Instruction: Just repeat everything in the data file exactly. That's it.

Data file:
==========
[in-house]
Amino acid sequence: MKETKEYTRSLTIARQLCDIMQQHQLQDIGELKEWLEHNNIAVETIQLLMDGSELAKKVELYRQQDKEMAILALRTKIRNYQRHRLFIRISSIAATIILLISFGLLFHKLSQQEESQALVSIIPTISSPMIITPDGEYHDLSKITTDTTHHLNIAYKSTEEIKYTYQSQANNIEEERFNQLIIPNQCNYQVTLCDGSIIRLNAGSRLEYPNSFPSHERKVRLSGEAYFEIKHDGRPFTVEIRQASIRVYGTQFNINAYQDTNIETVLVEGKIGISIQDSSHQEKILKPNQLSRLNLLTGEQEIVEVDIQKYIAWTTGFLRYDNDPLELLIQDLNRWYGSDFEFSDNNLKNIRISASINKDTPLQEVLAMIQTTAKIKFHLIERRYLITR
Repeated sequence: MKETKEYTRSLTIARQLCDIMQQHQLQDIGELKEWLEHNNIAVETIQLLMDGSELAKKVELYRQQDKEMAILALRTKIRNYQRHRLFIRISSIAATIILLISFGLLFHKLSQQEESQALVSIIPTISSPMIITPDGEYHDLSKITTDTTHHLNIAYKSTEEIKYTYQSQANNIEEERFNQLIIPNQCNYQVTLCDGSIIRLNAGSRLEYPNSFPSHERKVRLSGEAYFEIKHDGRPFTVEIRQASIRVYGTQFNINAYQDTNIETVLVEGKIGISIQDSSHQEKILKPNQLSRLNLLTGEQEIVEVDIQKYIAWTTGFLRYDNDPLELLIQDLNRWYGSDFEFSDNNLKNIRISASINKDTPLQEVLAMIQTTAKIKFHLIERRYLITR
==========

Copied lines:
[in-house]
Amino acid sequence: MKETKEYTRSLTIARQLCDIMQQHQLQDIGELKEWLEHNNIAVETIQLLMDGSELAKKVELYRQQDKEMAILALRTKIRNYQRHRLFIRISSIAATIILLISFGLLFHKLSQQEESQALVSIIPTISSPMIITPDGEYHDLSKITTDTTHHLNIAYKSTEEIKYTYQSQANNIEEERFNQLIIPNQCNYQVTLCDGSIIRLNAGSRLEYPNSFPSHERKVRLSGEAYFEIKHDGRPFTVEIRQASIRVYGTQFNINAYQDTNIETVLVEGKIGISIQDSSHQEKILKPNQLSRLNLLTGEQEIVEVDIQKYIAWTTGFLRYDNDPLELLIQDLNRWYGSDFEFSDNNLKNIRISASINKDTPLQEVLAMIQTTAKIKFHLIERRYLITR
Repeated sequence: MKETKEYTRSLTIARQLCDIMQQHQLQDIGELKEWLEHNNIAVETIQLLMDGSELAKKVELYRQQDKEMAILALRTKIRNYQRHRLFIRISSIAATIILLISFGLLFHKLSQQEESQALVSIIPTISSPMIITPDGEYHDLSKITTDTTHHLNIAYKSTEEIKYTYQSQANNIEEERFNQLIIPNQCNYQVTLCDGSIIRLNAGSRLEYPNSFPSHERKVRLSGEAYFEIKHDGRPFTVEIRQASIRVYGTQFNINAYQDTNIETVLVEGKIGISIQDSSHQEKILKPNQLSRLNLLTGEQEIVEVDIQKYIAWTTGFLRYDNDPLELLIQDLNRWYGSDFEFSDNNLKNIRISASINKDTPLQEVLAMIQTTAKIKFHLIERRYLITR